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Episode 80 - Craig Baker - Successful Tonsillectomy, Turbinate Reduction & Septoplasty


Hey there, it’s Emma Cooksey here and I'm your host.

So we'll get on to the episode in a minute.

But to begin with, I just wanted to talk a little bit about surgical success with sleep apnea and what that looks like.


So I've linked a video in the show notes by dr. Vik Veer, who is an ENT surgeon in London and the UK.

And I actually requested that he do this video because I hear from people so much who go into Two surgeries with a very different expectation of what a successful surgical outcome would be then their surgeon, right?


So what dr.

Veers talking about, in that video is really the questions.

You can ask to get onto the same page with your surgeon.

So if you're going into a surgery, whether it's a tonsillectomy or, you know, people have turbine introductions and septoplasty these and there's just so So many different procedures that could potentially help with sleep apnea.


So if you're going into that procedure expecting to come out with no sleep apnea, you know, 0h I and you find that you come out of the surgery and you still need to use a CPAP and your hii has reduced from you know really severe like 80 down to 40.


Well the surgeon might Saying to themselves.

Wow, what a successful surgery, I, you know, like cut that a giant half, that's an amazing result.

But from the patient's point of view, if they're going in with the expectation, that they're no longer going to need CPAP or, you know, whatever their expectation might be, sometimes that can lead to a lot of disappointment, right?


So, I think that it's whether I mean, I know in the video and Veers, talking about people having double jaw surgery.

That's the, the example he gives as a surgery, but I think a lot of what he's saying really applies to any of these procedures.


So, if you watch that video, you'll get some really good questions to ask your surgeon ahead of the procedures.

So, you know, going into it what, you know, like success really looks like to the surgeon, the best that you can possibly hope for is for you.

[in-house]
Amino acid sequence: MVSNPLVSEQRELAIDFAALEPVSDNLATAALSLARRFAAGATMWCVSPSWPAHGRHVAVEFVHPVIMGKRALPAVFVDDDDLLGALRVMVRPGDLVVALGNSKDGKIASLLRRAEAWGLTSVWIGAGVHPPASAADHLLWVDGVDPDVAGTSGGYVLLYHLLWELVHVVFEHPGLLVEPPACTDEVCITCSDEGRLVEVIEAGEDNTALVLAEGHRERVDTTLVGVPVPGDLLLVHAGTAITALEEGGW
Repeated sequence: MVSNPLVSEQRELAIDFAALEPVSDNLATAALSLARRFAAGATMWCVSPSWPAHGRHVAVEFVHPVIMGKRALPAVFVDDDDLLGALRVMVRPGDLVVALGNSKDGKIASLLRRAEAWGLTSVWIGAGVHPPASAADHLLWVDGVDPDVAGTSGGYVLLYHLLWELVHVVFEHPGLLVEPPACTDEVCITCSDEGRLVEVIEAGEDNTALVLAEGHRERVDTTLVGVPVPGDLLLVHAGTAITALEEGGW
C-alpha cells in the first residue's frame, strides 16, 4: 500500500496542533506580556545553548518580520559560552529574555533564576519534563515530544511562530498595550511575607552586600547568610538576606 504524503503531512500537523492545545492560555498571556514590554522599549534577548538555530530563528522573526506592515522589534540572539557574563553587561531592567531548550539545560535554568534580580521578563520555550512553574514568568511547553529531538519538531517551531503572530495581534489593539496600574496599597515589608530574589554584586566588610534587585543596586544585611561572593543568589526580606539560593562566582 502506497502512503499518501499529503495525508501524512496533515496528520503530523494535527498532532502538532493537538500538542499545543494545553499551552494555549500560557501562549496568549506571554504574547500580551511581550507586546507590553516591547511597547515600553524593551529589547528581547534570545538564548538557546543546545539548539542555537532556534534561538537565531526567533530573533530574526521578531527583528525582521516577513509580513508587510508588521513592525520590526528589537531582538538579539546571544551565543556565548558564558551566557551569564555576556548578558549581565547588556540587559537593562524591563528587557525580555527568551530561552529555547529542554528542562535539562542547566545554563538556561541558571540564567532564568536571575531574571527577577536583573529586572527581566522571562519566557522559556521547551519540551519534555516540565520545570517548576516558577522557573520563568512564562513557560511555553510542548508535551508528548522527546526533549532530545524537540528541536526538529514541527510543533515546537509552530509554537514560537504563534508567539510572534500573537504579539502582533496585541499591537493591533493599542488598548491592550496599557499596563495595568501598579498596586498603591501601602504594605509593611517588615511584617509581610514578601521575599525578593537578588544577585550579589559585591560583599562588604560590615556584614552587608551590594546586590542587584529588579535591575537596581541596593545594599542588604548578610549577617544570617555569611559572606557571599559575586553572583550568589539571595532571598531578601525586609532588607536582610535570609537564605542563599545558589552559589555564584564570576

Go to be on the same page so that when you come out of surgery, you know, you're hoping for the same things.

And so anyway, I just kind of wanted to say that because I think I hear from a lot of people who say that, you know, a surgeon has told them, this would be really helpful for you and haven't really explained down to the granular level.


Like, what, that what the helpful would look?

Like right.

So oftentimes was nasal surgeries, particularly it could be absolutely worth doing and nasal surgery for somebody even if they you know still are going to need to be on CPAP but if you have a working nose then CPAP is so much more easy to tolerate and you may need like a different pressure or just might help.


So it's not that any surgery necessarily has to Resolve your sleep apnea or make it so that you don't have any sleep apnea at all.

The that would be nice and but, just knowing ahead of time exactly what your surgeon is thinking is possible and marrying the up with what you think and can really help people with that process.


So, that's my two cents.

So, on to my conversation with Craig Baker, is currently a personal trainer.


And he's in Sydney Australia and I always just say like go and look at his Instagram and then you'll get a Vibe like he's one of those ultra-fit people.


He does some work as a sports model as well and like one of the reasons he went undiagnosed for so long is that he doesn't fit.

The Stereotype of an older overweight, man.

So sometimes it's difficult to feel, sorry for people that are really good looking, and in great shape, but I do, I think that Craig story really highlights the, you know, the number of people out there who are athletes and are going on diagnosed with sleep apnea, because doctors don't think that it can apply to them.


I put a link in the show notes to my last episode with Craig and so we talked more than a year ago and at that point he was considering doing a tonsillectomy.